This brief sketch of market gardening in the Braidwood goldfields highlights several aspects relevant to market gardening generally in Australia: first, the frustrating paucity of contemporary archival accounts; second, and related to the above, the importance of anecdotal evidence and the process of verification by physical survey, without which the scale and diversity of operations could only be guessed at; third, the diversity of technologies used for water management; and fourth, the ubiquitousness of Chinese market gardening.
Evidence of rural pursuits other than market gardening is more difficult to obtain.
Here several thousand Chinese men were employed in land clearing (scrub cutting and ringbarking), market gardening, and ancillary activities.
Chinese involvement in market gardening was an important activity in most areas of NSW, including the and far west.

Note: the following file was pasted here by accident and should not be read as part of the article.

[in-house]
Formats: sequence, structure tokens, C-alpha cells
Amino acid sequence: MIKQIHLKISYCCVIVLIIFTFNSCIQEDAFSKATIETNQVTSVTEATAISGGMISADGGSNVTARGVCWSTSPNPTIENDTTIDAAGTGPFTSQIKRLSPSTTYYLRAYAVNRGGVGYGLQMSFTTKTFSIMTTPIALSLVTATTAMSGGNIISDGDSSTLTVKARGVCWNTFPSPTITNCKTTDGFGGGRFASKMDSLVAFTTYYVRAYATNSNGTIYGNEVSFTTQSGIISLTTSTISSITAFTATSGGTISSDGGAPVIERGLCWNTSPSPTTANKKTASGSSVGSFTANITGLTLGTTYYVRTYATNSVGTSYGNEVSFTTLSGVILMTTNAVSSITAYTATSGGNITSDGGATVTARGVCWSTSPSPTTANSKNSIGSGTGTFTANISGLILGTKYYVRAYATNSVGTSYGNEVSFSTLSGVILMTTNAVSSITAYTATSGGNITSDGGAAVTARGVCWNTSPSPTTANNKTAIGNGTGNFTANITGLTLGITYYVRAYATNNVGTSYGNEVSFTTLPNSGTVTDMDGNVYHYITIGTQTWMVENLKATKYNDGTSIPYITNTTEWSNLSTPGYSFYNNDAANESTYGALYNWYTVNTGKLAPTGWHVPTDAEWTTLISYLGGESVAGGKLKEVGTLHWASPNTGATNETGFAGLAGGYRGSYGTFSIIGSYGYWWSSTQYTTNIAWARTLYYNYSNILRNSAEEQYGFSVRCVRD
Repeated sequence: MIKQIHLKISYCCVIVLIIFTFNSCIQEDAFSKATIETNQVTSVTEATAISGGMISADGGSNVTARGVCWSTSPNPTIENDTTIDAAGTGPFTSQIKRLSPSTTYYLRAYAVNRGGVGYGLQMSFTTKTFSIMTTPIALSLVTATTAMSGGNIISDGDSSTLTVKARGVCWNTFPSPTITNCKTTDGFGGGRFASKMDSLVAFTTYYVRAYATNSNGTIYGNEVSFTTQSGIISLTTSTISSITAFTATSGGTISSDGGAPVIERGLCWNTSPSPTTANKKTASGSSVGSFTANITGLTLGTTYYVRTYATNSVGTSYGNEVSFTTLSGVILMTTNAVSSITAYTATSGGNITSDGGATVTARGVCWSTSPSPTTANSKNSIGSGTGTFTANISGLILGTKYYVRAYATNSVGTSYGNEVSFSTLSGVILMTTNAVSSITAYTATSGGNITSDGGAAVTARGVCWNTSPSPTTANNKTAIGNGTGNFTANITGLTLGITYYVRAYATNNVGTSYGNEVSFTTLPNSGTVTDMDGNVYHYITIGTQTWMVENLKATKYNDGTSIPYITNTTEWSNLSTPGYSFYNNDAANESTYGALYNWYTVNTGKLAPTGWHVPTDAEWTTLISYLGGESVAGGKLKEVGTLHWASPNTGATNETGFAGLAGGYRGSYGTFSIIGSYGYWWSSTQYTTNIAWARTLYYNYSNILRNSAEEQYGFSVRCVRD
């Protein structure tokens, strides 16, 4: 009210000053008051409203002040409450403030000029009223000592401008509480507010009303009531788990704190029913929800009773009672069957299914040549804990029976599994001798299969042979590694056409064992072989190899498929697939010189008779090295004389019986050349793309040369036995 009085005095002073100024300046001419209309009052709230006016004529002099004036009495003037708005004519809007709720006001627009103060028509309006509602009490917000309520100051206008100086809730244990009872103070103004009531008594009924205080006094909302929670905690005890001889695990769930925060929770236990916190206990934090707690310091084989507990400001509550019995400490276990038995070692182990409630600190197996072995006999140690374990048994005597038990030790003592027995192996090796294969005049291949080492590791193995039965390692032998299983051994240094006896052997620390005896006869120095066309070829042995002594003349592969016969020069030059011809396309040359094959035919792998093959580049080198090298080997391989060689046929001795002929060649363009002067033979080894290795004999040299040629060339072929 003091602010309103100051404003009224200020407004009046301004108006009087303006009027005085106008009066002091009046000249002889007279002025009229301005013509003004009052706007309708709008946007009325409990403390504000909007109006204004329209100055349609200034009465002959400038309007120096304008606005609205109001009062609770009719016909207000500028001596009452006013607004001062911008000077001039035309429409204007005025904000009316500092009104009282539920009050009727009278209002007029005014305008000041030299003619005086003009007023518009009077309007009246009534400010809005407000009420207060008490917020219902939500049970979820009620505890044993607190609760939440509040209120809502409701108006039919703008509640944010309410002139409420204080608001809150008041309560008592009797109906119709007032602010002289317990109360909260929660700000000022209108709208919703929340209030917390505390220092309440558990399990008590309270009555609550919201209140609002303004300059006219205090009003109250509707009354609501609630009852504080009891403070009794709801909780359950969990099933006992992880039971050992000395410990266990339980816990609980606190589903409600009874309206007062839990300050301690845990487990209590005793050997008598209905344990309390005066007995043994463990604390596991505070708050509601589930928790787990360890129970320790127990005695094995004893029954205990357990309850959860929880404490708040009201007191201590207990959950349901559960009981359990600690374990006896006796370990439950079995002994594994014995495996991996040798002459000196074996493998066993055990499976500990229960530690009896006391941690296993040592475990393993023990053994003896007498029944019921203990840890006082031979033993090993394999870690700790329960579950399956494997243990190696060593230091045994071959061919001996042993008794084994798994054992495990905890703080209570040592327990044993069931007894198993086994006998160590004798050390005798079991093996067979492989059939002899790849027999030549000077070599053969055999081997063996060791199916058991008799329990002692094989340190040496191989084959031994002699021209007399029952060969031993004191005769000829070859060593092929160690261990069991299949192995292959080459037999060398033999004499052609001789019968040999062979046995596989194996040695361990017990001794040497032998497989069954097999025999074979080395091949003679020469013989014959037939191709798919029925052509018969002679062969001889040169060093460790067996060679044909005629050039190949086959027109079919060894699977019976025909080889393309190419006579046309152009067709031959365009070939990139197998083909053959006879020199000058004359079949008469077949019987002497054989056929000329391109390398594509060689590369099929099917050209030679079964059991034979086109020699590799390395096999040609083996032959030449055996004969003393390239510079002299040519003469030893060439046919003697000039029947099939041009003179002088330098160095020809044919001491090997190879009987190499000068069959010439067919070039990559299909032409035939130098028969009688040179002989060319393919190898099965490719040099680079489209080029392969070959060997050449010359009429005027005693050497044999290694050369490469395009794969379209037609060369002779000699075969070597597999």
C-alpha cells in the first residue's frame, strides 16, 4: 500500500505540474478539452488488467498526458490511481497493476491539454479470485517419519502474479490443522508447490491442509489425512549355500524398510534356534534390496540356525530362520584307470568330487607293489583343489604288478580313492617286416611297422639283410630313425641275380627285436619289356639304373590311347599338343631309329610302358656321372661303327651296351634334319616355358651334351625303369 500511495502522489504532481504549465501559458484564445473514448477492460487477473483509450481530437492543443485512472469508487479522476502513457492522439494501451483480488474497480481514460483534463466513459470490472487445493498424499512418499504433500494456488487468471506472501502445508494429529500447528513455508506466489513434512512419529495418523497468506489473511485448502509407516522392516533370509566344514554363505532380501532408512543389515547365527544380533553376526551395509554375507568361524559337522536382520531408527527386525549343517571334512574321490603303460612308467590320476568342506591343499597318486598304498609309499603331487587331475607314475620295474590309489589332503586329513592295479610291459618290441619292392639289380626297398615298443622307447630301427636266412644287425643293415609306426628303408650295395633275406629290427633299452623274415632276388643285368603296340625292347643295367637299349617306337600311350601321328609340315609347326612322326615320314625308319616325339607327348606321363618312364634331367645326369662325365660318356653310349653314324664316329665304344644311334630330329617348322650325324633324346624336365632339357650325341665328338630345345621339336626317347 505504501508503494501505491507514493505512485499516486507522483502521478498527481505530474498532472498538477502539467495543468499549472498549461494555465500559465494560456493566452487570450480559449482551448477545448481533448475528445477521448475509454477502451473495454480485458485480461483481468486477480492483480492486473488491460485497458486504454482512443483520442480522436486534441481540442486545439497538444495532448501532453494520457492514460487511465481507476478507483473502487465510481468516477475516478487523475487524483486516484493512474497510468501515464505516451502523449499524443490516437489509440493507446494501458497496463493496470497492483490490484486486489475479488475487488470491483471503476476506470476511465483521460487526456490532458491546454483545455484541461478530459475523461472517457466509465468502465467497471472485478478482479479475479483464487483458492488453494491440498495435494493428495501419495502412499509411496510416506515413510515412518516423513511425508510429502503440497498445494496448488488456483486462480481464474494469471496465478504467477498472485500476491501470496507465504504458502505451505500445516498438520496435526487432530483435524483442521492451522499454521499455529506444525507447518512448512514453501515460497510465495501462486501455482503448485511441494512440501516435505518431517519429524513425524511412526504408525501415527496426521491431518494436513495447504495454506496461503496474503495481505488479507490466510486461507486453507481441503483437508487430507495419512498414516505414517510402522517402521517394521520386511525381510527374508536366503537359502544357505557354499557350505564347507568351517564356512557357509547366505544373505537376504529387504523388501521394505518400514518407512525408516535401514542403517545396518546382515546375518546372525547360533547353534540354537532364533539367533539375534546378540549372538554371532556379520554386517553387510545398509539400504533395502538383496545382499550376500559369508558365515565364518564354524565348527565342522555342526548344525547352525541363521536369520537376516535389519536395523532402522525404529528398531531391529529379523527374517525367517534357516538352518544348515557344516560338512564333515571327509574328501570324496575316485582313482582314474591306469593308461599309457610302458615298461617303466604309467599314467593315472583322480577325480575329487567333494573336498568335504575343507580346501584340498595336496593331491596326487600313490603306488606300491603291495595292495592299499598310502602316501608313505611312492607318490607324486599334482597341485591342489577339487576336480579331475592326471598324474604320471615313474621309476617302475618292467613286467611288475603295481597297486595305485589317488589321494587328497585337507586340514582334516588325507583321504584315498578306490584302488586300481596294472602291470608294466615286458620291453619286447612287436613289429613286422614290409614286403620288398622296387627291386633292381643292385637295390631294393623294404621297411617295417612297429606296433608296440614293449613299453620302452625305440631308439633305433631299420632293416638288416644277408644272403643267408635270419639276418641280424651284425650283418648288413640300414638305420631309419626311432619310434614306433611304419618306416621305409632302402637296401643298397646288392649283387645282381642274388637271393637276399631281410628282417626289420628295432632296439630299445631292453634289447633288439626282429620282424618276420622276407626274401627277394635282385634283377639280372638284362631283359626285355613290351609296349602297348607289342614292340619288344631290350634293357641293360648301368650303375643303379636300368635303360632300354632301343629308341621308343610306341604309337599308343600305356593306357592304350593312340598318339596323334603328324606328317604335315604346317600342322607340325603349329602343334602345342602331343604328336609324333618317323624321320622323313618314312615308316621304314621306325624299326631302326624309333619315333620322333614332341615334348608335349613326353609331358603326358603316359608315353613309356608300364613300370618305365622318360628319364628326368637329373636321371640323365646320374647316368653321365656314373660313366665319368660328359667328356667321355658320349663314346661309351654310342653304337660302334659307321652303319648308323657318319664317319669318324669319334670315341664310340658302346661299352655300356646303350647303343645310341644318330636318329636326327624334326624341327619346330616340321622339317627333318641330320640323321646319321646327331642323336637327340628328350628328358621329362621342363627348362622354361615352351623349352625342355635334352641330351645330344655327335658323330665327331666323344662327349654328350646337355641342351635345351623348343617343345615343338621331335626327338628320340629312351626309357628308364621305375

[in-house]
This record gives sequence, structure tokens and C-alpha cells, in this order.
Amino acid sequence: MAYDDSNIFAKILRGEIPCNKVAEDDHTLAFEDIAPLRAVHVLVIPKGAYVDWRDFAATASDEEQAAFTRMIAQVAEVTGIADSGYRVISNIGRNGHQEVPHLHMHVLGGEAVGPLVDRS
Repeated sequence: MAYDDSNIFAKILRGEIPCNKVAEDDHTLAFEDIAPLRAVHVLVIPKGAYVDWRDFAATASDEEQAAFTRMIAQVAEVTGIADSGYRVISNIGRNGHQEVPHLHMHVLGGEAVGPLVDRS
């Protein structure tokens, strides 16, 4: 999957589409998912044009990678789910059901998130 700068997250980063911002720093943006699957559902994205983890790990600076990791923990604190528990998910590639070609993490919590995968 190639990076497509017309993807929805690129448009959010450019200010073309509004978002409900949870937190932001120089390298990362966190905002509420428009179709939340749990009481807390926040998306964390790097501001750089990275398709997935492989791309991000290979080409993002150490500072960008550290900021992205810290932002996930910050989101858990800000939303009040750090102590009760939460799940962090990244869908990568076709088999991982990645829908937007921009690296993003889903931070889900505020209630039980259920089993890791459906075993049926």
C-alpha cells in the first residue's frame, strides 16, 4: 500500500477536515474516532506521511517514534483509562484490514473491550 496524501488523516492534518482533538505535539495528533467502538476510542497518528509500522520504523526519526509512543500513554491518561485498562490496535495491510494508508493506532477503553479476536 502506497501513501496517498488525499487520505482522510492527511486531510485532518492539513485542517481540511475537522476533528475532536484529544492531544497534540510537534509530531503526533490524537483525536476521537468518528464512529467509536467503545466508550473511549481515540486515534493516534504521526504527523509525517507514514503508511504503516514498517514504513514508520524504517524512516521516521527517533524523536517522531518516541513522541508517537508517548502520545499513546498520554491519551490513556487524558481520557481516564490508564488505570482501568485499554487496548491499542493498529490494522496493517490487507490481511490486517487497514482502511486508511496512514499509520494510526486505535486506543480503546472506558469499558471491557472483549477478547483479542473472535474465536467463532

These were also used for market gardening. (37) Family history suggests that two huts were purpose built to house market gardeners employed by Hoyling.
It is hardly surprising that the Chinese took to market gardening given their obvious skill in this enterprise and the increased demand for fresh produce to service the rapidly increasing population.
(46) So rich was its praise of Lee Hing in particular and Chinese market gardening in general that the newspaper called for the cessation of hostility towards the Chinese.
By the 1880s the importance of market gardening had superseded the mining and prospecting that continued on a reduced scale.
Market gardening provides other opportunities for exploring European-Chinese interaction after the gold rush.
The significance of Maclaren's Flat is supported by the presence of other considerable sites in the vicinity along the Loddon that also suggest large-scale market gardening by Chinese.
In such instances we are discussing ninety years of continuous market gardening.